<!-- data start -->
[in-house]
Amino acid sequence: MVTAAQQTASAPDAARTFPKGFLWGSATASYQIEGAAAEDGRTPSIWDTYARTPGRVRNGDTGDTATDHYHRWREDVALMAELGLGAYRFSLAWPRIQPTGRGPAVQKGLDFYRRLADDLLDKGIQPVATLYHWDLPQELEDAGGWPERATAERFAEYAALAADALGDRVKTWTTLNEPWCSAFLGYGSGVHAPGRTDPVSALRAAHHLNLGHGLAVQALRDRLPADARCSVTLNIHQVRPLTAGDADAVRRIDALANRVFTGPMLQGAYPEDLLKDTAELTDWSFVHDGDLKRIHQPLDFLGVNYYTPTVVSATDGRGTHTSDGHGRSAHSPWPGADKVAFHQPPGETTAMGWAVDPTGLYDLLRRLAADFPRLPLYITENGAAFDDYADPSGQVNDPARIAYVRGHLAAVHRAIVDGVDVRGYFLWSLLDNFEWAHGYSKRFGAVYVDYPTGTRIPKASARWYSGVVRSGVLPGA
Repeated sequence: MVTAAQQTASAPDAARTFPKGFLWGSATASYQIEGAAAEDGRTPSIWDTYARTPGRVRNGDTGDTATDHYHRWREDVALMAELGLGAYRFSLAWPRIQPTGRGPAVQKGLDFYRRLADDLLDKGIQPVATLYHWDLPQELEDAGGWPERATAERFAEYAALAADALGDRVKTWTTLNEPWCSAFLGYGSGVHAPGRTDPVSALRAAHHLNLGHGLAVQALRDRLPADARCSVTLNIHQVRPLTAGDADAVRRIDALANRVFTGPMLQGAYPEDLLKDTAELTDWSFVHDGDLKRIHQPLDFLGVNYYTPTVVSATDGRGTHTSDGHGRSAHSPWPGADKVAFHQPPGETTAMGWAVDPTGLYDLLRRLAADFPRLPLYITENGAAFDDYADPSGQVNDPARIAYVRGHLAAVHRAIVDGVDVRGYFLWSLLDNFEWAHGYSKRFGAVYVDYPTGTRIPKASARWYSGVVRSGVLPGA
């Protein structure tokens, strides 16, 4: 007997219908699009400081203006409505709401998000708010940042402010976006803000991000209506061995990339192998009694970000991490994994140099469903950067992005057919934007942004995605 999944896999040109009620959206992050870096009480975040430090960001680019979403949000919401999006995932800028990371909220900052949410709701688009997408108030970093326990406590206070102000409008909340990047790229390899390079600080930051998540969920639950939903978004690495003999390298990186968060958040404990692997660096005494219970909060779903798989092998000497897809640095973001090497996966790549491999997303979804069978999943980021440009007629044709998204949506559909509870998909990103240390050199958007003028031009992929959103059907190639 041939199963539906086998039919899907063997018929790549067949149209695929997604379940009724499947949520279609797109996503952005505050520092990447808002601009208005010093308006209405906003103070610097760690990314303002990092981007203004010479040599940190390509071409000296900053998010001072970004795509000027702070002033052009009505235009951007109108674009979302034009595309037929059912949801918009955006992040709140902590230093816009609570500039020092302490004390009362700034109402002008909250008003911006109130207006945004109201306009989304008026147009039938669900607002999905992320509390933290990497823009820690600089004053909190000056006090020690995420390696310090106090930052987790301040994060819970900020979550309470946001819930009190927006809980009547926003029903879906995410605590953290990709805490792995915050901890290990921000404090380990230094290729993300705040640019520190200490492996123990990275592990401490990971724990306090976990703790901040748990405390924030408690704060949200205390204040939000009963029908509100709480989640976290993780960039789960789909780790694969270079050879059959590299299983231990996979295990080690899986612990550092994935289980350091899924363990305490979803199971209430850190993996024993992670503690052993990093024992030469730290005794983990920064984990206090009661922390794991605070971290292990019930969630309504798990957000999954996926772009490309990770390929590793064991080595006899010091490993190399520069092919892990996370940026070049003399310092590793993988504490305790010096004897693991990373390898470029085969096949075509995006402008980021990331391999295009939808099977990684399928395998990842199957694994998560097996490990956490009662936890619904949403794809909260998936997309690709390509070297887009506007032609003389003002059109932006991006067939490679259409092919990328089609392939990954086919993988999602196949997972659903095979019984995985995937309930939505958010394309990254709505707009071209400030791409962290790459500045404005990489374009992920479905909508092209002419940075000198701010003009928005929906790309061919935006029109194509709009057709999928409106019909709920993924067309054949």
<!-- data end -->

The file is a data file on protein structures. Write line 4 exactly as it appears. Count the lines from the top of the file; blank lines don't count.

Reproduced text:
């Protein structure tokens, strides 16, 4: 007997219908699009400081203006409505709401998000708010940042402010976006803000991000209506061995990339192998009694970000991490994994140099469903950067992005057919934007942004995605 999944896999040109009620959206992050870096009480975040430090960001680019979403949000919401999006995932800028990371909220900052949410709701688009997408108030970093326990406590206070102000409008909340990047790229390899390079600080930051998540969920639950939903978004690495003999390298990186968060958040404990692997660096005494219970909060779903798989092998000497897809640095973001090497996966790549491999997303979804069978999943980021440009007629044709998204949506559909509870998909990103240390050199958007003028031009992929959103059907190639 041939199963539906086998039919899907063997018929790549067949149209695929997604379940009724499947949520279609797109996503952005505050520092990447808002601009208005010093308006209405906003103070610097760690990314303002990092981007203004010479040599940190390509071409000296900053998010001072970004795509000027702070002033052009009505235009951007109108674009979302034009595309037929059912949801918009955006992040709140902590230093816009609570500039020092302490004390009362700034109402002008909250008003911006109130207006945004109201306009989304008026147009039938669900607002999905992320509390933290990497823009820690600089004053909190000056006090020690995420390696310090106090930052987790301040994060819970900020979550309470946001819930009190927006809980009547926003029903879906995410605590953290990709805490792995915050901890290990921000404090380990230094290729993300705040640019520190200490492996123990990275592990401490990971724990306090976990703790901040748990405390924030408690704060949200205390204040939000009963029908509100709480989640976290993780960039789960789909780790694969270079050879059959590299299983231990996979295990080690899986612990550092994935289980350091899924363990305490979803199971209430850190993996024993992670503690052993990093024992030469730290005794983990920064984990206090009661922390794991605070971290292990019930969630309504798990957000999954996926772009490309990770390929590793064991080595006899010091490993190399520069092919892990996370940026070049003399310092590793993988504490305790010096004897693991990373390898470029085969096949075509995006402008980021990331391999295009939808099977990684399928395998990842199957694994998560097996490990956490009662936890619904949403794809909260998936997309690709390509070297887009506007032609003389003002059109932006991006067939490679259409092919990328089609392939990954086919993988999602196949997972659903095979019984995985995937309930939505958010394309990254709505707009071209400030791409962290790459500045404005990489374009992920479905909508092209002419940075000198701010003009928005929906790309061919935006029109194509709009057709999928409106019909709920993924067309054949």